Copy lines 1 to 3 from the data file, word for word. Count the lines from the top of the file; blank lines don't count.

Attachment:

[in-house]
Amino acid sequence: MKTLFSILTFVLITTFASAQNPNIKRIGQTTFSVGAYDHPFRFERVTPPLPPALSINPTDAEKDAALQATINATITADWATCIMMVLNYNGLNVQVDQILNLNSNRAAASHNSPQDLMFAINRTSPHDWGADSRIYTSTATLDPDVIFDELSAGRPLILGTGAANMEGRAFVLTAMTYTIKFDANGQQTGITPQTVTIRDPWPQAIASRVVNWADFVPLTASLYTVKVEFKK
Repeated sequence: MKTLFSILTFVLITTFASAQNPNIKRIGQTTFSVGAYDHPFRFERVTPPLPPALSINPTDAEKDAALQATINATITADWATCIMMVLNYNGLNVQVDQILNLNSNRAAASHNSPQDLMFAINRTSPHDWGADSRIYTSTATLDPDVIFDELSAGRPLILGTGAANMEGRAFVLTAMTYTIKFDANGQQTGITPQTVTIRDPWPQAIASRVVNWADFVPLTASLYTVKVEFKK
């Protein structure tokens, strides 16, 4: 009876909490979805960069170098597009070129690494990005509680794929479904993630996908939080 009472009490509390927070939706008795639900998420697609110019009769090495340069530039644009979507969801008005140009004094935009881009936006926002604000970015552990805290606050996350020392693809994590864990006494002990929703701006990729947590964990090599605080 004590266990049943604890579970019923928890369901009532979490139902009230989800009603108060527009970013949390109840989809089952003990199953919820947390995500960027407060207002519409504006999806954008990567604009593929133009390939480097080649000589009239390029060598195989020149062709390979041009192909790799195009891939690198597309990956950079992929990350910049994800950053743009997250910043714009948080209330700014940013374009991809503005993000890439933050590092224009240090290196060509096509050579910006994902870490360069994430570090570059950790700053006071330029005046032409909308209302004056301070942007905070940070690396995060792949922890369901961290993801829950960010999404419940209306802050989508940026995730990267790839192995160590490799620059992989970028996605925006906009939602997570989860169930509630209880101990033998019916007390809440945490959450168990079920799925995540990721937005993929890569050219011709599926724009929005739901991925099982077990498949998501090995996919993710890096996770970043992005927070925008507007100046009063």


[in-house]
Amino acid sequence: MKTLFSILTFVLITTFASAQNPNIKRIGQTTFSVGAYDHPFRFERVTPPLPPALSINPTDAEKDAALQATINATITADWATCIMMVLNYNGLNVQVDQILNLNSNRAAASHNSPQDLMFAINRTSPHDWGADSRIYTSTATLDPDVIFDELSAGRPLILGTGAANMEGRAFVLTAMTYTIKFDANGQQTGITPQTVTIRDPWPQAIASRVVNWADFVPLTASLYTVKVEFKK
Repeated sequence: MKTLFSILTFVLITTFASAQNPNIKRIGQTTFSVGAYDHPFRFERVTPPLPPALSINPTDAEKDAALQATINATITADWATCIMMVLNYNGLNVQVDQILNLNSNRAAASHNSPQDLMFAINRTSPHDWGADSRIYTSTATLDPDVIFDELSAGRPLILGTGAANMEGRAFVLTAMTYTIKFDANGQQTGITPQTVTIRDPWPQAIASRVVNWADFVPLTASLYTVKVEFKK